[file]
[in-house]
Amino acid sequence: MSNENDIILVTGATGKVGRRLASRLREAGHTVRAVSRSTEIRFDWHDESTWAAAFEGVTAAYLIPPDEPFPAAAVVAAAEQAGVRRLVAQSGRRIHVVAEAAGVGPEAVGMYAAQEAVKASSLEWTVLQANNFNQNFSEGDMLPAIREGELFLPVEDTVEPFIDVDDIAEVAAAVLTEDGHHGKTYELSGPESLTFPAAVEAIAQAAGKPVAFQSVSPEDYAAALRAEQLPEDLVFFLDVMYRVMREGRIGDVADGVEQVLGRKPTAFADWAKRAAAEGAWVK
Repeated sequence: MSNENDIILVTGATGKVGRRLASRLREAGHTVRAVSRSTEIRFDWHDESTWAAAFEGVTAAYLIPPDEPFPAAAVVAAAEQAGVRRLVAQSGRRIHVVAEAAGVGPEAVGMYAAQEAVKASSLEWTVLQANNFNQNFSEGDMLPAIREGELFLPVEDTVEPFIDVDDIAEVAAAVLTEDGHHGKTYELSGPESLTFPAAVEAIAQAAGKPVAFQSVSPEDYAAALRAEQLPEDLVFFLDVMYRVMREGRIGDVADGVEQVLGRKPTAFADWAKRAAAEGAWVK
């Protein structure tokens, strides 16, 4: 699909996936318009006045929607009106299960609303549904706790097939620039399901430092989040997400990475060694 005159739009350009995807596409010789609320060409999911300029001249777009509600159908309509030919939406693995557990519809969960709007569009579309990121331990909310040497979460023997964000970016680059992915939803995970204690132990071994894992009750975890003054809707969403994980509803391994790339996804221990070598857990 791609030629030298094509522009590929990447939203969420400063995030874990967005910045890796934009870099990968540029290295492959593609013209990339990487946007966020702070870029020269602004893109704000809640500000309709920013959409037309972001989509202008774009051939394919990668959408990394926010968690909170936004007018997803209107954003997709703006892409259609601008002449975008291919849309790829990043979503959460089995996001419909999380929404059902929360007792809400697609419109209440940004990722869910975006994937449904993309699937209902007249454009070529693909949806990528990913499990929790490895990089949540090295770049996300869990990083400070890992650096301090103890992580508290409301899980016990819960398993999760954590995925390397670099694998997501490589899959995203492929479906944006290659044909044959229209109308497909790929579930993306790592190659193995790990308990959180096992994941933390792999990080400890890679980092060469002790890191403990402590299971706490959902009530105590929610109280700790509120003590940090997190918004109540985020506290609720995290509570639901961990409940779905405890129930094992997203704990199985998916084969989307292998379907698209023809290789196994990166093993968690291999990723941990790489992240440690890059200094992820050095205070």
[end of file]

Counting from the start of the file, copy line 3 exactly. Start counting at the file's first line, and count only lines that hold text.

Repeated sequence: MSNENDIILVTGATGKVGRRLASRLREAGHTVRAVSRSTEIRFDWHDESTWAAAFEGVTAAYLIPPDEPFPAAAVVAAAEQAGVRRLVAQSGRRIHVVAEAAGVGPEAVGMYAAQEAVKASSLEWTVLQANNFNQNFSEGDMLPAIREGELFLPVEDTVEPFIDVDDIAEVAAAVLTEDGHHGKTYELSGPESLTFPAAVEAIAQAAGKPVAFQSVSPEDYAAALRAEQLPEDLVFFLDVMYRVMREGRIGDVADGVEQVLGRKPTAFADWAKRAAAEGAWVK